Kotchian’s Moral Dilemma
Carl Kotchian, President of Lockheed Aircraft Corp., was put in a under of series of circumstances which consequently decided the success of his company. When the times seemed dire, Kotchian initially did what any other leader of a business would do, look to cut costs and reduce product failures. However, when this was not enough, Kotchian explored the negotiation of a contract with All Nippon Airlines, Japan’s leading airlines for. Little did Kotchian know, negotiation was much performed much differently in Japan than in the United States, therefore, Marubeni was hired as a representative of Lockheed to manage relations with the Prime Minister ‘s office and All Nippon Airlines (ANA).
In order to ensure the future financial success of Lockheed, the company needed to commit to a series of payments to various individuals in order to move the process along. The first of which was a payment of $1.6 million dollars to Prime Minister Tanaka in order to schedule a meeting him. Kotchian, although perturbed by the request, understood that movement would not occur without the agreement to pay this fee. This meeting proved to be the first hurdle and progression would continue with the addition payment of 500 million yen to Tanaka. Immediately after the meeting, Marubeni the representative, returned Kotchian with a message stating that so as long as three more conditions were to be met, ANA would purchase the aircrafts. Little did Kotchian know that he had got himself caught in a vicious cycle of greed. These conditions included the a $400,000 payment the next morning, $300,000 payment to the President of ANA, and finally a $100,000 payment to be devised amongst six politicians. Once the all the conditions with ANA resolved and the Japanese Prime Minister had been satisfied, Lockheed had created an invaluable contract. Ultimately, the contract meant financial stability.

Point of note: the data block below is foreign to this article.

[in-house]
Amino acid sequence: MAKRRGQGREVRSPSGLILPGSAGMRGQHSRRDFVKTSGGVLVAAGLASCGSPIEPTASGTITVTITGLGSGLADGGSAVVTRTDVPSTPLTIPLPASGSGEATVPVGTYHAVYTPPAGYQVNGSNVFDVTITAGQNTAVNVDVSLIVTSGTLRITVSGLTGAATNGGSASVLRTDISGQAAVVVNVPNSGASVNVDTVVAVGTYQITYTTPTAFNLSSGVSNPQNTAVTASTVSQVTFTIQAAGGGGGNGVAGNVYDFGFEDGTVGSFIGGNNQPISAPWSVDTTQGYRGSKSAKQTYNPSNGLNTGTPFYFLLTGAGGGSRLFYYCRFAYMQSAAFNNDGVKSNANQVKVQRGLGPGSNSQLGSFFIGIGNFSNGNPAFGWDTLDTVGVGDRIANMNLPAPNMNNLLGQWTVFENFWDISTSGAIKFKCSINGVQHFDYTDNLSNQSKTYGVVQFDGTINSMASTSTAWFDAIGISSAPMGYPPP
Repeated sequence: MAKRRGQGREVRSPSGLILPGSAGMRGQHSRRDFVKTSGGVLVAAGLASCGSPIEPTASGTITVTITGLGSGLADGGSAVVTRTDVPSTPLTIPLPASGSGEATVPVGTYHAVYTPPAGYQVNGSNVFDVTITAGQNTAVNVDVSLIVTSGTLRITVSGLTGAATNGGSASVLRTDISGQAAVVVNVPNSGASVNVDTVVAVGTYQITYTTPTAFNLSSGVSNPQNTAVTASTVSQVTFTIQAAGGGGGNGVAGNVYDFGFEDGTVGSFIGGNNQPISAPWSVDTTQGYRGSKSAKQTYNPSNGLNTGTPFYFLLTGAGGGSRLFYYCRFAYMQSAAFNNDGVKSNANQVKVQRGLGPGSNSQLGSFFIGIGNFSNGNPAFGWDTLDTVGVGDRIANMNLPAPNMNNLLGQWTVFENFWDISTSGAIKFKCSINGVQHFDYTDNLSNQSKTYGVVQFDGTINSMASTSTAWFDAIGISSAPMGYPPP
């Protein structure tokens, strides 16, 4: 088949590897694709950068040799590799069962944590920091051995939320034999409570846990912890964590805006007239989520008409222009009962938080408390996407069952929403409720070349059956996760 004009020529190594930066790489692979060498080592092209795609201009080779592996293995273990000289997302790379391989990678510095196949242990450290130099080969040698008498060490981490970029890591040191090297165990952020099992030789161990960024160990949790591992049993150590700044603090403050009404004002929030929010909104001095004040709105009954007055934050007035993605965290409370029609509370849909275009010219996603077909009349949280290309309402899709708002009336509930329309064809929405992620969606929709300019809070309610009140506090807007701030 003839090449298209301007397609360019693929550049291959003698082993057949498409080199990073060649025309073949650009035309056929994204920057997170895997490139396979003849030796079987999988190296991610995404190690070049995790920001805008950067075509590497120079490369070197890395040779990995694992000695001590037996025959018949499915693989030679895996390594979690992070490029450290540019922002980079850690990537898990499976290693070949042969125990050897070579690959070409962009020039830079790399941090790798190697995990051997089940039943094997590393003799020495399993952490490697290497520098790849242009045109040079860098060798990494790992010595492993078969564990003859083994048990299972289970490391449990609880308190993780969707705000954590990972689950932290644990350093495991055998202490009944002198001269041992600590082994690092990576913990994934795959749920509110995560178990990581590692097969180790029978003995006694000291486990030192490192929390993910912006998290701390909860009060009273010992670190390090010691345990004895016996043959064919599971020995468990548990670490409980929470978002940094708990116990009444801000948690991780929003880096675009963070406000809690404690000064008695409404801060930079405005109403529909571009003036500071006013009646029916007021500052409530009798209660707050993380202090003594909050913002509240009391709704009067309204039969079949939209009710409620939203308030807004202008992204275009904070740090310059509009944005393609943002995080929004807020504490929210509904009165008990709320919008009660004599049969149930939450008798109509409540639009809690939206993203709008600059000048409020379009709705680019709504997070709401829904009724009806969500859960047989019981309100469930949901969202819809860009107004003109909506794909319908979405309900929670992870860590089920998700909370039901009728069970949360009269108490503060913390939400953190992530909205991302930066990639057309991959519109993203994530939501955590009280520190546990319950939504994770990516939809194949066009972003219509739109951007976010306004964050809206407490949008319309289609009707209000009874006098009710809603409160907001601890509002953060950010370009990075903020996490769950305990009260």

At what cost does financial stability for Lockheed become too much? Not only from a financial burden but also from moral burden of knowing they had executed a bribe worth 12 million dollars political figures and middlemen. In evaluation of Kotchians’s actions from a utilitarian perspective, the outcome ultimately outweighs the bribes because utility was maximized for the greatest number of people when he chose to prioritize the livelihood of the company versus his own. On the other hand, Kotchian’s action from a Formalist perspective was unethical; the bribes contradicted Kant’s categorical imperative.
Utilitarianism is a theory of normative ethics holding that the proper course of action is the one that maximize utility, specifically defined as maximizing happiness and minimizing pain. The application of the utilitarian perspective is not simple if there are more than one course of action, these complications convolute the decision maker’s decision because each course of action must be assessed in order to evaluate which action will most benefit society. Meanwhile, minimizing the negative aspects associated with the decision. This is why Utilitarianism is a form of consequentialism. We will explore the question: will the Kotchian’s means of execution justify the end result?
From the Utilitarian perspective, a critic would be able to conclude that Kotchian’s behavior was entirely justified. Bribery is a questionable behavior, yet the result produced the most benefit for everyone directly involved in the project including the Japanese: Hiyama, president of Marubeni and Okubu, ANA, and most importantly, Lockheed. For Lockheed, not only are the employee’s benefited by the bribes, but so were the other stakeholders such as the stockholders and suppliers. Nonetheless, although there the most stackholders were benefited by Kotchian’s actions, others did not have the same fortune
As previously state, many employees of...
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